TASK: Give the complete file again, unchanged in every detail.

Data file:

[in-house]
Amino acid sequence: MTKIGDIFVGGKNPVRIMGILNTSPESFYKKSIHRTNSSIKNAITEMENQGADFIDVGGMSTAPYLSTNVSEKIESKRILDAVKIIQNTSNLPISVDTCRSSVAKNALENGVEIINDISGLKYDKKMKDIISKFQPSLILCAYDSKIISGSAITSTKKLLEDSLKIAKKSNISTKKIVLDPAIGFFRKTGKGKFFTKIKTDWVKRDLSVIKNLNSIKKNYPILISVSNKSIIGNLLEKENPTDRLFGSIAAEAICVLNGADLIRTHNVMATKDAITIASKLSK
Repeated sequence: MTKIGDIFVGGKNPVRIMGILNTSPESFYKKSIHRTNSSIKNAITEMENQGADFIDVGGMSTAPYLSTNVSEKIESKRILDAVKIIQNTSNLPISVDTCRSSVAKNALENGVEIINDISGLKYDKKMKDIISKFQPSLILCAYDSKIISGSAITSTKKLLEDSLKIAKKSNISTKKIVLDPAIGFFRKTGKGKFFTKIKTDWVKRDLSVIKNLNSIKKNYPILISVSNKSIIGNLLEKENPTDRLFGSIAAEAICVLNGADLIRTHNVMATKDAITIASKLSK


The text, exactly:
[in-house]
Amino acid sequence: MTKIGDIFVGGKNPVRIMGILNTSPESFYKKSIHRTNSSIKNAITEMENQGADFIDVGGMSTAPYLSTNVSEKIESKRILDAVKIIQNTSNLPISVDTCRSSVAKNALENGVEIINDISGLKYDKKMKDIISKFQPSLILCAYDSKIISGSAITSTKKLLEDSLKIAKKSNISTKKIVLDPAIGFFRKTGKGKFFTKIKTDWVKRDLSVIKNLNSIKKNYPILISVSNKSIIGNLLEKENPTDRLFGSIAAEAICVLNGADLIRTHNVMATKDAITIASKLSK
Repeated sequence: MTKIGDIFVGGKNPVRIMGILNTSPESFYKKSIHRTNSSIKNAITEMENQGADFIDVGGMSTAPYLSTNVSEKIESKRILDAVKIIQNTSNLPISVDTCRSSVAKNALENGVEIINDISGLKYDKKMKDIISKFQPSLILCAYDSKIISGSAITSTKKLLEDSLKIAKKSNISTKKIVLDPAIGFFRKTGKGKFFTKIKTDWVKRDLSVIKNLNSIKKNYPILISVSNKSIIGNLLEKENPTDRLFGSIAAEAICVLNGADLIRTHNVMATKDAITIASKLSK